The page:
THE ROLE OF NURSES IN MANAGEMENT OF TYPHOID IN WEST AFRICA
1.1 Background of the Study
One of the principal diseases causing morbidity and mortality in the tropical regions is typhoid fever. Typhoid fever is a serious acute febrile syndrome that is very common in tropical countries. (Nguri, 2011). The mode of transmission of Typhoid fever is through food ingestion. It could also be as a result of contamination of food with infected persons feces which has the presence of Salmonella enteric serovar Typhi (Magnum & Magnum, 2014). There is the movement of the bacteria resulting from perforation into the intestinal. This results in macrophages phagocytizing it. The family of the Genus Salmonella is the Entero bacteria facultative Gram-negative bacilli. It is identified by a biochemical test and antigen structure. Patients infected with Typhoid fever demonstrate the features of high fever, myaliga, headache, stomach pain, sore throat, and diarrhoea. In some instances, the term “enteric fever” collective represent all typhoid and paratyphoid cases (Kanungu, Dutta & Sur, 2008).
In most cases, when Typhoid fever is not attended to early, it may end in the death of the individual. Heyman reports as cited from the Centre for Disease Control and Prevention that, globally their e over 17 million cases of Typhoid which results in more than 600,000 deaths yearly. In the developing world, Nguri (2011) reports that, is threat affecting about 12.5 million persons annually. Notwithstanding, in most situations, the effect of the incidence and the actual health effect of Typhoid remains unexplored within the Sub 2 Saharan region. Marks et al (2010) report that key among the barriers to knowing the effect and incidence of Typhoid within the Sub-Saharan Africa is the issue of lack of diagnostic laboratories. As a result, there are wrong diagnosis as fatal Typhoid Fever is often interpreted as malaria (Evans et al, 2004; Reddy,2010).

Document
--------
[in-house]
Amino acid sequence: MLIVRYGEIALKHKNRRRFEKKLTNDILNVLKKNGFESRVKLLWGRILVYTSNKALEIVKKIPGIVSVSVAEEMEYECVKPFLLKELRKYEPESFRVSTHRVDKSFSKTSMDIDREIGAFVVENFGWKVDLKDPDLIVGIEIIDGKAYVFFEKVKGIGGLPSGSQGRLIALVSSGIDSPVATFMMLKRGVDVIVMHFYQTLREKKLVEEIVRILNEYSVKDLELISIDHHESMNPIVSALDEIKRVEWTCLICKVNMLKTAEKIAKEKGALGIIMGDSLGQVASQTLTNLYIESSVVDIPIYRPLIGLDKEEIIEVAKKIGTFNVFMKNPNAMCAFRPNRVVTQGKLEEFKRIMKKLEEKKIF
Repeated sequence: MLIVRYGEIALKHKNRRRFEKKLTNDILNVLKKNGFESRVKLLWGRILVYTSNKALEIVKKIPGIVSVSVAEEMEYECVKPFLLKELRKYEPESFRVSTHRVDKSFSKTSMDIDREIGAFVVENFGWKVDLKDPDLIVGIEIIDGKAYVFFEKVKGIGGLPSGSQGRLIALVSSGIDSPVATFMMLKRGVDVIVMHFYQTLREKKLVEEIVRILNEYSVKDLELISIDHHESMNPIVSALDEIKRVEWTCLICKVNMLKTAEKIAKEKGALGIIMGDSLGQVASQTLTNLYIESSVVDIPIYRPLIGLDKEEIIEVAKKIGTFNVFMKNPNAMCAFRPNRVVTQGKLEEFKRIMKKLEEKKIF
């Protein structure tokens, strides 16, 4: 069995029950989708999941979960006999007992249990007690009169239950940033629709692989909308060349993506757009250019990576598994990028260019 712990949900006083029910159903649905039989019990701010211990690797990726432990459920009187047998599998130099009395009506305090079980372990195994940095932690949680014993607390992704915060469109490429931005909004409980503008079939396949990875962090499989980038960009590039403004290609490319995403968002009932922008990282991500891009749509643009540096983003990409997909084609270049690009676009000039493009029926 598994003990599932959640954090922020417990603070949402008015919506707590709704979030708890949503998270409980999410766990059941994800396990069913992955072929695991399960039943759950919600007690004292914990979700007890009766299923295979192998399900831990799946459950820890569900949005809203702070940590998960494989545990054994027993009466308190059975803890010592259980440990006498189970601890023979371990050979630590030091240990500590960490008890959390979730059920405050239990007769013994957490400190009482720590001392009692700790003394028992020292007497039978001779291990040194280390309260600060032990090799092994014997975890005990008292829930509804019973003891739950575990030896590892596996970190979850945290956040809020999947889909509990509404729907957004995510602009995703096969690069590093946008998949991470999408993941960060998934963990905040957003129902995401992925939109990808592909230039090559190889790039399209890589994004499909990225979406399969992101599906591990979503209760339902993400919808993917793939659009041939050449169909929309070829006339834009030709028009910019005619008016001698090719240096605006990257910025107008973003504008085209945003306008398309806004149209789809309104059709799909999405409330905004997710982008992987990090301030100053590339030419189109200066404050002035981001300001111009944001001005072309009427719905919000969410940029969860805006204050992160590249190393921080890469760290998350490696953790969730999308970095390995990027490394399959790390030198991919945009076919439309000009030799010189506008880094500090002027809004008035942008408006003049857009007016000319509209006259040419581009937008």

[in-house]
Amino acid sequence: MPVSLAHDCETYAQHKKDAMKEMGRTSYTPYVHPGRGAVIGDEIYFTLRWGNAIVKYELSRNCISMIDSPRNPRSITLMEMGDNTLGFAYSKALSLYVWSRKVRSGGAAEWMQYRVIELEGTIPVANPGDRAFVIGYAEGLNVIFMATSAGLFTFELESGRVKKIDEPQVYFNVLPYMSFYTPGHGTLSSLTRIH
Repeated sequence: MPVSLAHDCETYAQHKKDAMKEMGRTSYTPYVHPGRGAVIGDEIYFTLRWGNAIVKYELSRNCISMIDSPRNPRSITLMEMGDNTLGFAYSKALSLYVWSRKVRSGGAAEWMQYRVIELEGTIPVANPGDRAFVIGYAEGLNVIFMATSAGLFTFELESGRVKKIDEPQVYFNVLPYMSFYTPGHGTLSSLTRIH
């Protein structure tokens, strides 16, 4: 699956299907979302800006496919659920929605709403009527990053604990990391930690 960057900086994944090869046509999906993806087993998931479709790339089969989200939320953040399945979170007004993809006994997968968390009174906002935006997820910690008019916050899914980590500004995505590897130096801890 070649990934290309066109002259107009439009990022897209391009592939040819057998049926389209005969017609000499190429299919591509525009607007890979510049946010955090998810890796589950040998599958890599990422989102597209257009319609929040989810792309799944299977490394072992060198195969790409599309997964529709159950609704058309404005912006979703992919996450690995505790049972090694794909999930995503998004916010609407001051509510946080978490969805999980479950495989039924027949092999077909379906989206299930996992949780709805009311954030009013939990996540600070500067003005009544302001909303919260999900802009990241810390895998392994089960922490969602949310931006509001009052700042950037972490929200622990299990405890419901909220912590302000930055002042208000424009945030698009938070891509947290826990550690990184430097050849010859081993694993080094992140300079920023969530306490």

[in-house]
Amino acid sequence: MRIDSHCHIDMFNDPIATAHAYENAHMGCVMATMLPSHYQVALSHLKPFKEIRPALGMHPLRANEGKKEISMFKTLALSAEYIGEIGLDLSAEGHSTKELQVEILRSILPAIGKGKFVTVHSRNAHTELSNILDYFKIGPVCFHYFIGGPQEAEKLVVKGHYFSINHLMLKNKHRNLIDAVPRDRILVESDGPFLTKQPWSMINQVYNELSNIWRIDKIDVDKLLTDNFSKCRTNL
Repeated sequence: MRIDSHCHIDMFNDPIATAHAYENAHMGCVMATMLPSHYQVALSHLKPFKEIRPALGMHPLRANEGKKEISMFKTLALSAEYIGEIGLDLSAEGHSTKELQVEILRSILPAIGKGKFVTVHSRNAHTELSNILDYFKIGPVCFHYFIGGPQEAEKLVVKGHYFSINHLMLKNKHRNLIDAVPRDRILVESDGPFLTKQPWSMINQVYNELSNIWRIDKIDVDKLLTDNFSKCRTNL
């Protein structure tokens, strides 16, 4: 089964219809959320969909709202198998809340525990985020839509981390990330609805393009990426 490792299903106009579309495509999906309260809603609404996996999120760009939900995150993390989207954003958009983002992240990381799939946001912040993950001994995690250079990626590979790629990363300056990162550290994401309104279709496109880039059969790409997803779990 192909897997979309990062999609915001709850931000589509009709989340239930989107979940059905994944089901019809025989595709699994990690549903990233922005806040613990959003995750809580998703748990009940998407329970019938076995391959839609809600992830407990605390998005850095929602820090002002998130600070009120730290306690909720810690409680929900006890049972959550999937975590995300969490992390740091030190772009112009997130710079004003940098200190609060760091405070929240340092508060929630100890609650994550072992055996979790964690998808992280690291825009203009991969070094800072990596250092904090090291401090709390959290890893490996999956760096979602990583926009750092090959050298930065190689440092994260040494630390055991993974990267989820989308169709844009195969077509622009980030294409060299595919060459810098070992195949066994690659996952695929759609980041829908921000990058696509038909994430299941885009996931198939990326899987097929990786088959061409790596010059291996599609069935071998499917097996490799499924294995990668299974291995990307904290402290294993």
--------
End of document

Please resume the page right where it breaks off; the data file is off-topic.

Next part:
1.2 Statement of the Problem
Typhoid Fever ranks among the first twenty causes of outpatient illness. This according to Sorry (2009) as cited by Marks (2010) accounts for 0.92% of hospital admissions. In the literature on Typhoid Fever, little has been documented in Nigeria. A study conducted by Marks (2010) at the Agogo Presbyterian Hospital in the Ashanti Region of Ghana using 1,456 children provides further insights into researching into the diagnosis of Typhoid Fever. In this study, using Blood culture method, it was established that Children<2 years of age had the highest proportion of positive blood cultures (164/1,456). Typhoid fever was low among children <2 years of age (7/1018, 0.7%).Though the blood culture method was able to record high incidence figure, the authors admit the low sensitivity of standard microbiologic methods which was given as being up to 50%.As a result the results were prone to under diagnosing moderate bacteremia in Salmonella infections (Gilman et al., 1975; Wain et al., 2001).